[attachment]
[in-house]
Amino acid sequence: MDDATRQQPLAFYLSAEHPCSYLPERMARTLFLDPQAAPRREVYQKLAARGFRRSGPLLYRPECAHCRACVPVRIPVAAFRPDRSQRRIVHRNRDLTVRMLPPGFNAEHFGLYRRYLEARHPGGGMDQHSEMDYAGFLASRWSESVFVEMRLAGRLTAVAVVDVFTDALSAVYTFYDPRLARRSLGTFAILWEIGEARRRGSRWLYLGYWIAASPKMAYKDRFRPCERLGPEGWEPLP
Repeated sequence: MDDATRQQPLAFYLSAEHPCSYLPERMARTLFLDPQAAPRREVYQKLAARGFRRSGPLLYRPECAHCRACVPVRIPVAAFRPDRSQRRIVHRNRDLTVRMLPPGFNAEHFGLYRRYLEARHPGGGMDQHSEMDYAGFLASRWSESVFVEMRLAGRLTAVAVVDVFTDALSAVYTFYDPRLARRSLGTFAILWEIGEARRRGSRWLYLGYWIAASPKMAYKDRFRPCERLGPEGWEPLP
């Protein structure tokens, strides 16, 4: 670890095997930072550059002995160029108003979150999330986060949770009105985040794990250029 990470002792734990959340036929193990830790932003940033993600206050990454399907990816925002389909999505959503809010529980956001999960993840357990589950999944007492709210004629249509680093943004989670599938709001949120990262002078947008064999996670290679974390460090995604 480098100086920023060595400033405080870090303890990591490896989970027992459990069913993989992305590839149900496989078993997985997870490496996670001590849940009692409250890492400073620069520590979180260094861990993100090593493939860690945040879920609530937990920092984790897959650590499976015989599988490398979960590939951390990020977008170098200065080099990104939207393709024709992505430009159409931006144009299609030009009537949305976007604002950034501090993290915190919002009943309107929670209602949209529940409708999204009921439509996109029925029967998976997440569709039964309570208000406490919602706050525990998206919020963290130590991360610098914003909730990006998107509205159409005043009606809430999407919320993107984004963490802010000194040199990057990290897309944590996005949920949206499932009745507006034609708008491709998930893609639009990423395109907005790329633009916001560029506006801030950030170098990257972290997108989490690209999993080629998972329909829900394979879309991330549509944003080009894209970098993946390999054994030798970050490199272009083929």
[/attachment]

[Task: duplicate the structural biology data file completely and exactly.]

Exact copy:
[in-house]
Amino acid sequence: MDDATRQQPLAFYLSAEHPCSYLPERMARTLFLDPQAAPRREVYQKLAARGFRRSGPLLYRPECAHCRACVPVRIPVAAFRPDRSQRRIVHRNRDLTVRMLPPGFNAEHFGLYRRYLEARHPGGGMDQHSEMDYAGFLASRWSESVFVEMRLAGRLTAVAVVDVFTDALSAVYTFYDPRLARRSLGTFAILWEIGEARRRGSRWLYLGYWIAASPKMAYKDRFRPCERLGPEGWEPLP
Repeated sequence: MDDATRQQPLAFYLSAEHPCSYLPERMARTLFLDPQAAPRREVYQKLAARGFRRSGPLLYRPECAHCRACVPVRIPVAAFRPDRSQRRIVHRNRDLTVRMLPPGFNAEHFGLYRRYLEARHPGGGMDQHSEMDYAGFLASRWSESVFVEMRLAGRLTAVAVVDVFTDALSAVYTFYDPRLARRSLGTFAILWEIGEARRRGSRWLYLGYWIAASPKMAYKDRFRPCERLGPEGWEPLP
């Protein structure tokens, strides 16, 4: 670890095997930072550059002995160029108003979150999330986060949770009105985040794990250029 990470002792734990959340036929193990830790932003940033993600206050990454399907990816925002389909999505959503809010529980956001999960993840357990589950999944007492709210004629249509680093943004989670599938709001949120990262002078947008064999996670290679974390460090995604 480098100086920023060595400033405080870090303890990591490896989970027992459990069913993989992305590839149900496989078993997985997870490496996670001590849940009692409250890492400073620069520590979180260094861990993100090593493939860690945040879920609530937990920092984790897959650590499976015989599988490398979960590939951390990020977008170098200065080099990104939207393709024709992505430009159409931006144009299609030009009537949305976007604002950034501090993290915190919002009943309107929670209602949209529940409708999204009921439509996109029925029967998976997440569709039964309570208000406490919602706050525990998206919020963290130590991360610098914003909730990006998107509205159409005043009606809430999407919320993107984004963490802010000194040199990057990290897309944590996005949920949206499932009745507006034609708008491709998930893609639009990423395109907005790329633009916001560029506006801030950030170098990257972290997108989490690209999993080629998972329909829900394979879309991330549509944003080009894209970098993946390999054994030798970050490199272009083929």